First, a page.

Sadleir took more than $25 million from Aviron to buy a $14 million mansion in Beverly Hills, California and pay for other personal expenses, according to a criminal indictment in New York. Another case, brought against him in Los Angeles, accuses the producer of taking $1.7 million in PPP loans – intended for small businesses to survive the Covid-19 pandemic – and using them to make car and credit card payments.
According to New York prosecutors, Sadleir told an unnamed investor that he had transferred $27 million from the studio to buy advertising time. Instead, he allegedly handed it to a sham business entity and even posed as a fictitious female employee “Amanda Stevens” in an email to the investor, telling them the media credits had been reserved.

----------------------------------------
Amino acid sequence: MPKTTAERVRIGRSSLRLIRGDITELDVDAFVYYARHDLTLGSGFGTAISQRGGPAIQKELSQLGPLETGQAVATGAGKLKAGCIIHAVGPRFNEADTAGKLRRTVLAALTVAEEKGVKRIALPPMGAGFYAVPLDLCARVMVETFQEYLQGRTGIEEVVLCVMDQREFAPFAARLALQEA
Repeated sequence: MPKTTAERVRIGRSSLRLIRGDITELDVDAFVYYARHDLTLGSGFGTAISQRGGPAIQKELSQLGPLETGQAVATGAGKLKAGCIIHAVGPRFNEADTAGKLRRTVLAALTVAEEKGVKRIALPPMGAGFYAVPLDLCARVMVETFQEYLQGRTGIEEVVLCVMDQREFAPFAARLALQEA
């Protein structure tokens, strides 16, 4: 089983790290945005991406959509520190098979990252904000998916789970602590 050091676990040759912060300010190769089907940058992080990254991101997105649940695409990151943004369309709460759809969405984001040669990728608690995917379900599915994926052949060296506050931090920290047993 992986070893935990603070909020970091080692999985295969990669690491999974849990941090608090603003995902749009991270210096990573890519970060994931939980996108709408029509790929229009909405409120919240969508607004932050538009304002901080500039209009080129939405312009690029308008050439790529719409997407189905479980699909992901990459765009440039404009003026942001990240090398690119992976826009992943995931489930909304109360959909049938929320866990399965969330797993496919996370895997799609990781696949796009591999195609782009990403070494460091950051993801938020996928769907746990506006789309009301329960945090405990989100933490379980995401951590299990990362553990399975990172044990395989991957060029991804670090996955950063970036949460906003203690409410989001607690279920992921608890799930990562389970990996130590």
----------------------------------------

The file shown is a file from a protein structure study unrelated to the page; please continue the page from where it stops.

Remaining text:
While the investor has not been directly identified, the case cites allegations of fraudulent lien releases brought up in the December 2019 lawsuit by BlackRock Multi-Sector Income Trust. A month later, Sadleir was ousted from Aviron, for reasons undisclosed at the time.
Los Angeles prosecutors accuse Sadleir of fraudulently applying for PPP loans in the name of three Aviron entities with 33 employees each. However, most of the company’s employees had been laid off since January.
About $87,000 of the money was used to pay Sadleir and his wife’s credit card bills, while another $40,000 went on a car loan, prosecutors say.
Sadleir faces two counts of wire fraud and one count of aggravated identity theft in New York, as well as wire fraud, bank fraud, false statements to a financial institution and lying to the Small Business Administration in Los Angeles.
Aviron, which Sadleir founded in 2017, released films such as ‘Kidnap’ with Halle Berry; ‘Destination Wedding’ with Winona Ryder and Keanu Reeves; ‘A Private War’ with Rosamund Pike; ‘Serenity’ with Matthew McConaghey and Ann Hathaway; and the teen romantic drama ‘After.’
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